In some respects, it’s the last shot in Gavin Barwell and Smith’s locker. They’ve not moved the dial on polling (YouGov on Wednesday showed a 2:1 ratio of opposition to the Prime Minister’s deal (46 per cent to 23 per cent); Associations and activists are on strike and refusing to deliver CCHQ pro-deal propaganda, Conservative MPs are continuing to declare against, and business is lukewarm at best (as evidenced by the CBI e-mail embarrassment). Their last chance to prevent a potential blowout next week is to present the starkest of binary choices: Theresa May’s abysmal deal versus no Brexit.
Liam Fox is the latest to gild the lily. Apparently, key legislation like the Fisheries Bill and the Trade Bill, we’re told contingent on the UK’s departure from the EU, is liable to be deluged by wrecking amendments.
Really? In fact, none of these Bills are critical to our actual legal departure on 29th March 2019. Indeed, in the case of the Trade Bill a full five months elapsed between Committee and Report Stage (in order to avoid defeats), the Agriculture Bill has passed Second Reading without incident, and the Immigration Bill has yet to see the light of day: the point being that the power of business managers to table and guillotine legislation is hugely significant even in a hung parliament. They do not need to bring any of these Bills forward prior to exit day.
I believe that Grieve et al have also scored a pyrrhic victory in showing their hand too soon. Their belief that the “will of the House” – a House which is hopelessly split in any case on a range of post-Brexit options – can trump statute law is specious. The notion that the legislature can wrest control of an international treaty negotiation from the Executive is unprecedented, untested, and certainly undesirable. The Commons has fully exercised its powers hitherto by using legislation to pass the EU Referendum Act 2015, the EU (Notification of Withdrawal) Act 2017 and the EU Withdrawal Act 2018, which gave rise to the referendum and the Brexit vote. All were supported in the main with large majorities.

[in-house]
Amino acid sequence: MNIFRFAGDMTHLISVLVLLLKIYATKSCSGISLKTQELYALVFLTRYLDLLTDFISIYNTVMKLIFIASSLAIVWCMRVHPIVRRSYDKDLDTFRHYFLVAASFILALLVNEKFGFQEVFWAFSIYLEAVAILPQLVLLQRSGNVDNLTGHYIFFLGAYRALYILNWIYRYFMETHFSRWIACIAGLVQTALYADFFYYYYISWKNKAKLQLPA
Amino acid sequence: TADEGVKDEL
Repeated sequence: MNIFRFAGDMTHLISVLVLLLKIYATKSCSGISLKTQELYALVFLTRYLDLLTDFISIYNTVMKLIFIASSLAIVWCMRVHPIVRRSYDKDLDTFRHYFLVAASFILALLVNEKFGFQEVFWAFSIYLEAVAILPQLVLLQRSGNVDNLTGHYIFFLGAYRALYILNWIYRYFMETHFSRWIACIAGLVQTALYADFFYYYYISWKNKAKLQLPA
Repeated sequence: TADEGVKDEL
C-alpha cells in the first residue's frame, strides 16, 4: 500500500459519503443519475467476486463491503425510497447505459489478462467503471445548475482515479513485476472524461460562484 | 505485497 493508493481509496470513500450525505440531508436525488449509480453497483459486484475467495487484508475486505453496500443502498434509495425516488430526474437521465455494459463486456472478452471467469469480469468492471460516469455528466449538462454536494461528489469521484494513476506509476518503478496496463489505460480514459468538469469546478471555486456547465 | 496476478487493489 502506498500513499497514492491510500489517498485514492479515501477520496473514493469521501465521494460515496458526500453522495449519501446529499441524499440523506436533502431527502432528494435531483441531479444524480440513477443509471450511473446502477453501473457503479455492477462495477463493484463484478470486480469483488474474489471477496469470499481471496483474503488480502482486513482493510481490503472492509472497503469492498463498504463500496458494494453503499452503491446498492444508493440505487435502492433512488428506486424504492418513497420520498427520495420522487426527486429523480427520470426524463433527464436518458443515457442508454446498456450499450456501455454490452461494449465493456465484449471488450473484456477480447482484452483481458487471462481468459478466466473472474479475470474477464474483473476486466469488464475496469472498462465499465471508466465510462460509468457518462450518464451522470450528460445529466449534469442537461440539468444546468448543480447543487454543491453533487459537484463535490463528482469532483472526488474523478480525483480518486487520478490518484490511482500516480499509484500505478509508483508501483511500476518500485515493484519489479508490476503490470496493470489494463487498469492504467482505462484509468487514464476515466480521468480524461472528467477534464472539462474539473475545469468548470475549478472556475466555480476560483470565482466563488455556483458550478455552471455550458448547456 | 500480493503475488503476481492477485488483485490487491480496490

The fact is that leaving the EU is a legal reality, by dint of domestic legislation and international treaty obligation. Any effort to stop Brexit can only in practice be at the behest of the Government and the Cabinet – with the caveat that of course the Executive can be removed at any time by a successful no confidence motion. In that, Parliament is supreme.
We are in totally unchartered constitutional territory, not seen since the stand-off between the Commons and Lords over Lloyd George’s People’s Budget in 1909, which gave us the Parliament Act 1911, and duly circumscribed the power of the Upper House. In that case, Lloyd George had a strong mandate at the 1906 general election.
Today, those who want to see an honest, clean Brexit have a greater mandate – that of the biggest plebiscite in British history, and an 85 per cent vote for parties promising to honour the referendum result in last year’s election. They are the democrats and not the rebels. There is growing evidence that many Conservative supporters are more interested in backing Brexit than their local Tory candidate, and a three per cent swing to Labour would see 44 Conservative MPs lose their seats.
MPs who seek to use Parliamentary parlour games, subterfuge and obscure process to cheat the British people out of the result that they in good faith voted for in 2016 will pay a heavy price for the shenanigans, and invite electoral calamity upon themselves and their party from an already jaundiced and cynical electorate.